Labor & Employment E-lert: COVID-19’s Impact on Employers: The FFCRA is NOW in Effect and Answers to Frequently Asked Questions Regarding the FFCRA (Update #4)

This is not an April Fool’s joke! Today is the effective date for the paid sick leave provisions of the FFCRA. For employers who need to be brought up to speed on the new paid leave requirements, we have been publishing answers to frequently asked questions and providing additional resources regarding COVID-19 and the FFCRA. You may access those previous posts in the following links:

Also, hot off the press, the DOL has now issued its temporary rule with the regulations. Stay tuned for a further update regarding these regulations.

Finally, for employers with a unionized workforce, the NLRB recently provided guidance regarding the rights and obligations of employers and labor organizations during a public emergency.

We will continue to compile and publish these answers and resources to assist you with the implementation of these laws. These issues are multi-faceted, fact-specific, and complex, please feel free to reach out to us to discuss them further.

  1. Can I require employees to come to work if they do not have a qualifying need for leave?

    In most instances, yes. An employee may not refuse to come to work due to a generalized fear of the virus. However, employers covered by OSHA must be cognizant of the “general duty” clause, which provides that each employer “shall furnish … a place of employment which is free from recognized hazards that are causing or are likely to cause death or serious physical harm to [its] employees.”  Therefore, employers should continue to follow the OSHA, CDC, and other state or local guidance regarding health and safety in the workplace.

    Please remember other laws continue to apply.  Complaints about health and safety may be protected under the National Labor Relations Act.  Industry-specific OSHA regulations may require certain equipment. The confidentiality requirement under the ADA may limit what specific, identifying information can be shared with coworkers regarding other employees.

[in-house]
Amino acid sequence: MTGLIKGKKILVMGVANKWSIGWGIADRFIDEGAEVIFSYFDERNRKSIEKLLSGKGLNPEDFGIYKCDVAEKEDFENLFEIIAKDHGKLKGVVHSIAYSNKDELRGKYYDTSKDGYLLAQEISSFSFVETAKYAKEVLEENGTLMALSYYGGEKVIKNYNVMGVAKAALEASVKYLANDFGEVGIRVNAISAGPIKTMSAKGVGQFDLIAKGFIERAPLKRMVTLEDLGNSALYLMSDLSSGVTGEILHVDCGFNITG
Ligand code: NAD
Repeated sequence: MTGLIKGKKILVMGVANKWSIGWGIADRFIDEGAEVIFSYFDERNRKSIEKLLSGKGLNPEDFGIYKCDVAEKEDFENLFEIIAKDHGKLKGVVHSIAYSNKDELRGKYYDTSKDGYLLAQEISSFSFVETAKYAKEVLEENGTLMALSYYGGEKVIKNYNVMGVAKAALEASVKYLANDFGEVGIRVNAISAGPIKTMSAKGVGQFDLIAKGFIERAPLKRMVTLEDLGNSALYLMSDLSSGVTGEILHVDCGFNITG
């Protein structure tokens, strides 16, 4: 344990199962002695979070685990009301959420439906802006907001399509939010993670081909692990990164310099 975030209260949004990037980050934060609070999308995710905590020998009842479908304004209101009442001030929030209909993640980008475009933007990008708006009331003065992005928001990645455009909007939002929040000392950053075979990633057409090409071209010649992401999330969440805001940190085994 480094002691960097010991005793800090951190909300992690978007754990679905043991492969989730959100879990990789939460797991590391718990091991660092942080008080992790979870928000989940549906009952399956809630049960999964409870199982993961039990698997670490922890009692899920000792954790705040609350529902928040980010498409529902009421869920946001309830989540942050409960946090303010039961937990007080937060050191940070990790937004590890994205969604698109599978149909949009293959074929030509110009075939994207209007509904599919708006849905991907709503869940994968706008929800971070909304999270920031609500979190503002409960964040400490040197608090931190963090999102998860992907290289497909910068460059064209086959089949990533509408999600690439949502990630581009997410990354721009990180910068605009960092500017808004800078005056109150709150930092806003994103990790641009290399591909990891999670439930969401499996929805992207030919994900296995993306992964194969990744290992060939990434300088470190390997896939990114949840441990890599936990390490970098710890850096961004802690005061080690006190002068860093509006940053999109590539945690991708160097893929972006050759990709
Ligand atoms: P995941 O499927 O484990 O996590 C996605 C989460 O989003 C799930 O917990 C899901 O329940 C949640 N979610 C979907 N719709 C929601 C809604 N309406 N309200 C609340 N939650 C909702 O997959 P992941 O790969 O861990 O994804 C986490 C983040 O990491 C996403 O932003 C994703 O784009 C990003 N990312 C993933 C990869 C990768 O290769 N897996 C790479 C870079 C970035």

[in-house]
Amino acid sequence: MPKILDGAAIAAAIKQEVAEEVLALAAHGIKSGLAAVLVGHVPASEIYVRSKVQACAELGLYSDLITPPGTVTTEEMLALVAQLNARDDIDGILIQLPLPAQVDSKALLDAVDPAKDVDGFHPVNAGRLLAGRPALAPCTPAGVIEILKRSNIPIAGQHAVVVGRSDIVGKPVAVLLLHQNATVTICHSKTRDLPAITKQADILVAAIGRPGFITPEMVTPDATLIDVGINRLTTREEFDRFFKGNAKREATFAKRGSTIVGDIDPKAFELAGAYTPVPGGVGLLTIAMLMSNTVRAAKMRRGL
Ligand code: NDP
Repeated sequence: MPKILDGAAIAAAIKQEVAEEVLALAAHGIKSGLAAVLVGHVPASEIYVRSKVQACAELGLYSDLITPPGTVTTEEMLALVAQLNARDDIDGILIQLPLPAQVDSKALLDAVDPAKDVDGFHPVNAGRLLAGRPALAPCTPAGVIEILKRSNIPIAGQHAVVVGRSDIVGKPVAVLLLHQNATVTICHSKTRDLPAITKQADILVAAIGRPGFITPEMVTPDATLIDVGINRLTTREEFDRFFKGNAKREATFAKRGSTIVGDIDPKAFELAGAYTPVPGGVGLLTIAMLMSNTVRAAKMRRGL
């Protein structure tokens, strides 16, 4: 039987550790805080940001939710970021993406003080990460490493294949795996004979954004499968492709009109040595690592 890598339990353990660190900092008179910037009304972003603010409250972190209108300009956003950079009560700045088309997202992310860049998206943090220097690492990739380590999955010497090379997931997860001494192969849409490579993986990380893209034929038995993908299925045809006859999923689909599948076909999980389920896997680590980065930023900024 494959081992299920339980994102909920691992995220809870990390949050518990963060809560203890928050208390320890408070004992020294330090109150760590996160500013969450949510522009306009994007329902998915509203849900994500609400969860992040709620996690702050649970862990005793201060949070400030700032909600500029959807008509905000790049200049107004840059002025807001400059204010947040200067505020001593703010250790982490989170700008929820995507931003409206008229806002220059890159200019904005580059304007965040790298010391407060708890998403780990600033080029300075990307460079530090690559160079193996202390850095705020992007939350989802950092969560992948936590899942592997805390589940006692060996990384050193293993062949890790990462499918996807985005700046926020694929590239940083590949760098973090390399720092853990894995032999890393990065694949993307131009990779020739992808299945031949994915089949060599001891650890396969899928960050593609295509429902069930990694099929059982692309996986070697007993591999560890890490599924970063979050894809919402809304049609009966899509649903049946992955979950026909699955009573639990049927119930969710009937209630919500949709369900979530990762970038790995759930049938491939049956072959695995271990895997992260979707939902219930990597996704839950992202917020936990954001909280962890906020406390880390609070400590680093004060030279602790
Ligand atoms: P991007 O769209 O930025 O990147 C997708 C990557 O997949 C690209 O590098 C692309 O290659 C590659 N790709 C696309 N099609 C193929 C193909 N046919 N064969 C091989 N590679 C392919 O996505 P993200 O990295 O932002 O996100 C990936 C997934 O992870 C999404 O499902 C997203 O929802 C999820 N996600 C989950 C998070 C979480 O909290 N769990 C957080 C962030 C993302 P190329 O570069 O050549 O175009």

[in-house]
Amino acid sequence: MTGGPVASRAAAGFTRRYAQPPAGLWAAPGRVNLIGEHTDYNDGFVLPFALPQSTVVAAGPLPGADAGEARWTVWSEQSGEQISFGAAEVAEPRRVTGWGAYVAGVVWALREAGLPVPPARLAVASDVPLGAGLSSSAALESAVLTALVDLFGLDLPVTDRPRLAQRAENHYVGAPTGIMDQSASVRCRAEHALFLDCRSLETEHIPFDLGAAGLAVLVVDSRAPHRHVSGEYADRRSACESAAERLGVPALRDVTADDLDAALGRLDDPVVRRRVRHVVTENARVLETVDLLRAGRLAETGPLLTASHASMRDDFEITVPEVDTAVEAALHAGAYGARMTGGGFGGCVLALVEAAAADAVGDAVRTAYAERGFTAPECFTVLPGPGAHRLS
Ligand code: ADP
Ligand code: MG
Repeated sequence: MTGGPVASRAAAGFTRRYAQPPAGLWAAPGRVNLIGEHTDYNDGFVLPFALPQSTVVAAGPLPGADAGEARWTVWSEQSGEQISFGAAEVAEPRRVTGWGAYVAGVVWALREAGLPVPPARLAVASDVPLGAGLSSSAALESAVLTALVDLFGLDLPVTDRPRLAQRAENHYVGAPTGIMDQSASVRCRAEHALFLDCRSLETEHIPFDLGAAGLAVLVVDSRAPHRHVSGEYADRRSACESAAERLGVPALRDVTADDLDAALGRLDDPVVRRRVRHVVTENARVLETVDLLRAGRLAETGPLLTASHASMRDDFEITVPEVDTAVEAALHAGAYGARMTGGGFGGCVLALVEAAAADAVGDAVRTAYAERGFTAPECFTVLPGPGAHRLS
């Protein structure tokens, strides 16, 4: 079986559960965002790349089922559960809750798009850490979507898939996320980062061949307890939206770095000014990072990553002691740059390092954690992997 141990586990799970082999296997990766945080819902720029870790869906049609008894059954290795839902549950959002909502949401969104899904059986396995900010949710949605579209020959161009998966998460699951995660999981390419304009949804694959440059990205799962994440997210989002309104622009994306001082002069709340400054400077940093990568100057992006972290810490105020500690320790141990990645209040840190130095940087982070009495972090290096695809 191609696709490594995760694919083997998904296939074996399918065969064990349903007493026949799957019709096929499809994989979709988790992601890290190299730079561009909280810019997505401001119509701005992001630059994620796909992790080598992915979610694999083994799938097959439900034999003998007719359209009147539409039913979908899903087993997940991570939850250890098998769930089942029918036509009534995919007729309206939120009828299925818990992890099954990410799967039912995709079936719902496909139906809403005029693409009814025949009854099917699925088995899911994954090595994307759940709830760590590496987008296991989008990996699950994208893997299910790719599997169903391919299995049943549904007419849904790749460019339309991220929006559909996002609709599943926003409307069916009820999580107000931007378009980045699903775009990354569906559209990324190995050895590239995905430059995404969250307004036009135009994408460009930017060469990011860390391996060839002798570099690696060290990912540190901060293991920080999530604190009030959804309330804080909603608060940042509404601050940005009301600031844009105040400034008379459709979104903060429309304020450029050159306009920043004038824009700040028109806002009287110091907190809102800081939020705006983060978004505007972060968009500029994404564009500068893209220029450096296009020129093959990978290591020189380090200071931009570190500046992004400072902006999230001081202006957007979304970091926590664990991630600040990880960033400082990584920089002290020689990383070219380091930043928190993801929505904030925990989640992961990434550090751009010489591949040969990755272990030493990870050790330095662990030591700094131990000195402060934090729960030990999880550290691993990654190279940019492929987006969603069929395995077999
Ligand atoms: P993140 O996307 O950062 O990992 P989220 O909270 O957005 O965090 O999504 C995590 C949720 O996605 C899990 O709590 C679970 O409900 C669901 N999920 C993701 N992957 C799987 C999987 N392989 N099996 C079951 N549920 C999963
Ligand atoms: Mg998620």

2. If I furlough or layoff my employees due to the impact of COVID-19 on my business, do I have to provide paid sick leave under the FMLA or PSL?

    No. Employees who are laid off or furloughed are not working because the employer does not have sufficient work, not because the employee is experiencing one of the qualifying reasons under the expanded FMLA or PSL. The DOL has clarified it does not matter whether the closure was due to a lack of business or a government directive to close the business. Additionally, the obligation to provide paid leave ceases upon closure, even if the closure is temporary, after April 1, 2020, or while employees are using paid sick leave. If an employer reduces an employee’s scheduled hours, the employee is not entitled to make up the difference in paid FMLA or PSL.
  3. Does the 30-day eligibility period for expanded FMLA apply to a rehire who was recently laid off and then rehired?

    On March 27, 2020, Congress amended the FFCRA in the CARES Act to address this specific question. Under the new amendment to the FFCRA, if an employee was laid off on March 1, 2020, or later and, at the time of the layoff, the employee had worked for the employer for at least 30 of the 60 calendar days prior to the layoff, the employee is eligible for paid FMLA upon rehire. There is no additional qualification period.
  4. What documentation can an employer request when an employee seeks PSL or paid FMLA?

    The DOL guidance provides that employees must provide the same type of documents required by the IRS tax credit forms (not yet released). It also provides that all existing certification requirements under the FMLA continue to apply.